Unknown number of killed and injured, 530 captured (DRA) 281 killed and 363 injured[1]

The second offensive was conducted on a larger scale, and eventually involved 12,000 troops, including 2,200 Soviets, led by DRA General Nabi Azimi, with Soviet General V. G. Trofimenko serving as advisor.

The offensive began on 28 February 1986, a short while after General Secretary Mikhail Gorbachev had announced the decision to withdraw Soviet troops from Afghanistan. Thus the Soviet units were initially confined to supporting the Afghan offensive.

The opening moves were conducted by DRA ground troops attacking from Khost and Gardez who made very slow progress, due to bad weather and harassment by the Mujahideen, reaching the approaches to Zhawar only one month later.

The second phase of the offensive was to be an airborne assault carried out by the Afghan 38th Commando Brigade. The initial assault group, transported by Mi-8 helicopters, departed on 2 April, but they got lost in the darkness and accidentally landed on the wrong side of the Pakistani border. This force was quickly surrounded and taken prisoner. The main airborne assault came in the immediate vicinity of Zhawar, and was supported by precision airstrikes by Soviet Su-25 attack aircraft. These attacks caused some losses among the Mujahideen defenders, even trapping 150 of them, including Haqqani, inside a cave that had been targeted by a missile. Haqqani later escaped and led 700-800 Mujahideen in a series of counter-attacks against the DRA landing zones, that they overran one by one. After three days of fighting, the DRA 38th Brigade had ceased to exist as a fighting force, and 530 commandos had been captured by the Mujahideen. The DRA also lost 24 helicopters. This fiasco prompted the Soviets to take over the operation, whose command was given to General Valentin Varennikov. The DRA force was strengthened with Soviet units, and the aerial bombardment of Mujahideen positions was intensified and pursued round the clock.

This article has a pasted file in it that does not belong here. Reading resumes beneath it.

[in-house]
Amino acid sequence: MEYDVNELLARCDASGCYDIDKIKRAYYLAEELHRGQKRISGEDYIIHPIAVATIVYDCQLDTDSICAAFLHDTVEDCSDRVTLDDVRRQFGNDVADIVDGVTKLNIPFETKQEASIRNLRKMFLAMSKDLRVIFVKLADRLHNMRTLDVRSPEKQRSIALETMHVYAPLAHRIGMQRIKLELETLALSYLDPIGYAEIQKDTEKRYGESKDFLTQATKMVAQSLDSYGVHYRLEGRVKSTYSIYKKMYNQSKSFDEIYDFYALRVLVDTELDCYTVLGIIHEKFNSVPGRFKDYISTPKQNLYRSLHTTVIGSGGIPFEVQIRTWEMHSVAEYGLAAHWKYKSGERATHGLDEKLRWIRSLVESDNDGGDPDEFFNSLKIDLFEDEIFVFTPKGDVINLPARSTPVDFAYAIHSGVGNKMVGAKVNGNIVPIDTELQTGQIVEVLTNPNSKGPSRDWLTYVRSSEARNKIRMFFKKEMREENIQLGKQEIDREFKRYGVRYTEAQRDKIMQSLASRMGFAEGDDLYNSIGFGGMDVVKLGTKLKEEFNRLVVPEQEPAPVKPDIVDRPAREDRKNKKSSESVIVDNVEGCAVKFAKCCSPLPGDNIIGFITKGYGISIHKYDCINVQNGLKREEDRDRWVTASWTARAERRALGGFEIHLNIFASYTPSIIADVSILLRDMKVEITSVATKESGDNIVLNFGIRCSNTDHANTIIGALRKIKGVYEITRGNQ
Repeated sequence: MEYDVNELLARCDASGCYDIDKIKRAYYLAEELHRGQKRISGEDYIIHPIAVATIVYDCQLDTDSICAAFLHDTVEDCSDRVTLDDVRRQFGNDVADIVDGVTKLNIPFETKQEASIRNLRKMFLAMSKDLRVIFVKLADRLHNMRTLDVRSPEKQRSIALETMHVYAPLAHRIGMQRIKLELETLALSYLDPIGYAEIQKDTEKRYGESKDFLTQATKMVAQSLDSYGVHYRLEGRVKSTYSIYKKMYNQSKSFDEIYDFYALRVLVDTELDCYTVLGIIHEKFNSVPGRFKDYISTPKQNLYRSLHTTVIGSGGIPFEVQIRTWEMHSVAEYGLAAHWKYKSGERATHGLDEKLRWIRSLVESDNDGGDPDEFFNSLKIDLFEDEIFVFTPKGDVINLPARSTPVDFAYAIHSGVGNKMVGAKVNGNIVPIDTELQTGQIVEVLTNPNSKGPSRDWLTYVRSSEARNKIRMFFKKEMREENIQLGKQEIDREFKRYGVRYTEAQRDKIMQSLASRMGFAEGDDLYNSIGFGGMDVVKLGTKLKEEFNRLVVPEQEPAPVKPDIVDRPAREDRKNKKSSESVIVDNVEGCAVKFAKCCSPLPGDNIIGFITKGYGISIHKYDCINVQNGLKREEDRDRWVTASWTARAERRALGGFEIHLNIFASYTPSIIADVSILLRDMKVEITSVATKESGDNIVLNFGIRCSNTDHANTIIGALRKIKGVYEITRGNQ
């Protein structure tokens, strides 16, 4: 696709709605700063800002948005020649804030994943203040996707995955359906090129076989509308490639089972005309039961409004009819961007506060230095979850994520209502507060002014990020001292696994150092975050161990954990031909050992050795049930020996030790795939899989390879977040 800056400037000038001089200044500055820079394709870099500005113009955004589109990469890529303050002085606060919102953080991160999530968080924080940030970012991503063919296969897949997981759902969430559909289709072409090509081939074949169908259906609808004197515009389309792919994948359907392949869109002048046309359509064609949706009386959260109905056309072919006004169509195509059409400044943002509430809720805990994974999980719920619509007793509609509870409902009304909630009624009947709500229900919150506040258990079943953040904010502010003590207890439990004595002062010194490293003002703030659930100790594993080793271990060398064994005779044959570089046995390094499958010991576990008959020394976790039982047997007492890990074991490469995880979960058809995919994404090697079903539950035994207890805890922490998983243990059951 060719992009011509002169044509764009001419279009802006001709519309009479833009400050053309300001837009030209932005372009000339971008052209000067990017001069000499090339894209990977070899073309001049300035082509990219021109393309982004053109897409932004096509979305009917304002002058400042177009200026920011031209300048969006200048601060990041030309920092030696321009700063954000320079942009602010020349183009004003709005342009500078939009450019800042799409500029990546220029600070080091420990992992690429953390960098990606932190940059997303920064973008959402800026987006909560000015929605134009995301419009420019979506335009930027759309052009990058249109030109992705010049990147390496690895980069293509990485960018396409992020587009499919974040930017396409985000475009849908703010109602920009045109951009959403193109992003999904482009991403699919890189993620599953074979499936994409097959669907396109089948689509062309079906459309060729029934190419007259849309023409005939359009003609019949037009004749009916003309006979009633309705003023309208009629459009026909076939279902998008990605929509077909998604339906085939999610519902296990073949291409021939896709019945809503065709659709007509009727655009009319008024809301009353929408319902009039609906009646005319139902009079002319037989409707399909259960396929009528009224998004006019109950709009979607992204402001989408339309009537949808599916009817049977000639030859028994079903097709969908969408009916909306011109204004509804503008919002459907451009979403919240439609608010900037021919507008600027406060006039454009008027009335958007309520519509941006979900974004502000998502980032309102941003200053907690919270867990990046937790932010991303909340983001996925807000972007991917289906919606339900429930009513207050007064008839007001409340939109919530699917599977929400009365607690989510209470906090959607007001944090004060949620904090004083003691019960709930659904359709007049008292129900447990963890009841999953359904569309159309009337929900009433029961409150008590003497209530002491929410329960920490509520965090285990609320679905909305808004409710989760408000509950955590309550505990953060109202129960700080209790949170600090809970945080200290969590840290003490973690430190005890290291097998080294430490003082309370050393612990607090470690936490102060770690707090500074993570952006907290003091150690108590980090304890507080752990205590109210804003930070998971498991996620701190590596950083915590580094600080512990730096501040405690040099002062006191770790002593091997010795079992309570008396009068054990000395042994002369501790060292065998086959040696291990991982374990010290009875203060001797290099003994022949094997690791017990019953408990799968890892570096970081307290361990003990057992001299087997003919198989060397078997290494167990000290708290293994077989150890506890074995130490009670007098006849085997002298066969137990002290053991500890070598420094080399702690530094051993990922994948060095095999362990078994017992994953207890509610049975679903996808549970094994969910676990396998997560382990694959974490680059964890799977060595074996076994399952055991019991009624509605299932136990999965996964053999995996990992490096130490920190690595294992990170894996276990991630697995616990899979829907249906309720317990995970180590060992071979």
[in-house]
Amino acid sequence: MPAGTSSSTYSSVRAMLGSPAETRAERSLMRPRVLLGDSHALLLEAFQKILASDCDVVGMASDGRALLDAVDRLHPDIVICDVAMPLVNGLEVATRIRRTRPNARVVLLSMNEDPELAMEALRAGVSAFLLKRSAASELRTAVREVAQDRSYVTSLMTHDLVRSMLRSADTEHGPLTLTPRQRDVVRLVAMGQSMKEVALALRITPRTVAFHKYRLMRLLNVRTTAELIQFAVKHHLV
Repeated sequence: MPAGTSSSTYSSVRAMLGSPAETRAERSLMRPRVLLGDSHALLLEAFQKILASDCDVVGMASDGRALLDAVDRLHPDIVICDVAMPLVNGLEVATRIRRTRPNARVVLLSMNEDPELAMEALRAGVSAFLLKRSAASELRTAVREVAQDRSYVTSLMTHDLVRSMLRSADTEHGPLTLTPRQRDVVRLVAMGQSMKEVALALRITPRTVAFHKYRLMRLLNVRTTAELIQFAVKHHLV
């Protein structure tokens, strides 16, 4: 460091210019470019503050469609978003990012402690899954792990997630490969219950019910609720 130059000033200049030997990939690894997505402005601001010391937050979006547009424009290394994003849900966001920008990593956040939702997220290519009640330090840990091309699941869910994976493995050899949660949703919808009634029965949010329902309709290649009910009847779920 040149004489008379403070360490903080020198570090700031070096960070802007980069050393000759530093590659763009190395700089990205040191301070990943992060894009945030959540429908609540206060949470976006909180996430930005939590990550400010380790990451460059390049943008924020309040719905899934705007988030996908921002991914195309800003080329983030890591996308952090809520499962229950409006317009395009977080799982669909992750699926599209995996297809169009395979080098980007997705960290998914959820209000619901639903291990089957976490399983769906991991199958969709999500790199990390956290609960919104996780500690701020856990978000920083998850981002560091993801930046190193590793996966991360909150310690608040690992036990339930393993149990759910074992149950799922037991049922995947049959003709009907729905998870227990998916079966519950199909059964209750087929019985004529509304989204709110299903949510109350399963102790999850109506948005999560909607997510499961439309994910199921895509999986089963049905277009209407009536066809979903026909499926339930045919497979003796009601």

Eventually, on April 17, the offensive was renewed. After several unsuccessful attempts, the DRA/Soviet force managed to capture the strategic Dawri Gar mountain. At a crucial moment, a Hezbi Islami unit drew back from their positions without fighting. At the same time, Jalaluddin Haqqani was injured in an airstrike, causing rumours of his death to spread rapidly among the Mujahideen, and their forces abandoned the defense of Zhawar, that was overrun by government forces.

The Soviet engineers tasked with destroying the base had very little time to do so, as the Afghan troops were intent on withdrawing as soon as possible, fearing a Mujahideen counter-attack. In the end they tried to do as much damage as they could by detonating explosives inside the caves, and laying seismic mines before withdrawing hurriedly.

Aftermath and Losses[edit]

The Soviet and DRA losses remain uncertain, but were presumably heavy. The Mujahideen claimed to have destroyed 24 helicopters and 2 jets, and captured 530 prisoners, for a loss of 281 killed and 363 injured. Of the 500 Afghan prisoners, 78 officers were tried and executed by Haqqani and Khalis, including the commander of the 38th commando brigade, Colonel Qalandar Shah.

The Afghan government celebrated their victory, and though the success had proved costly, it served to alleviate the pressure on Khost, that was then under siege. However, Zhawar was quickly retaken by the Mujahideen, who repaired the damage, and strengthened their defenses.

Notes[edit]

  1. ^ 281 killed and 363 injured are losses reported by the mujahideen. Gregory Feifer reports that the mujahideen suffered one thousand casualties in this battle. See The Great Gamble: The Soviet War in Afghanistan, by Gregory Feifer, HarperCollins, 2009. ISBN 978-0-06-173557-8

References[edit]

Further reading[edit]

  • Youssaf, Mohammad and Adkin Mark(1992), The Bear Trap: Afghanistan's Untold Story; Leo Cooper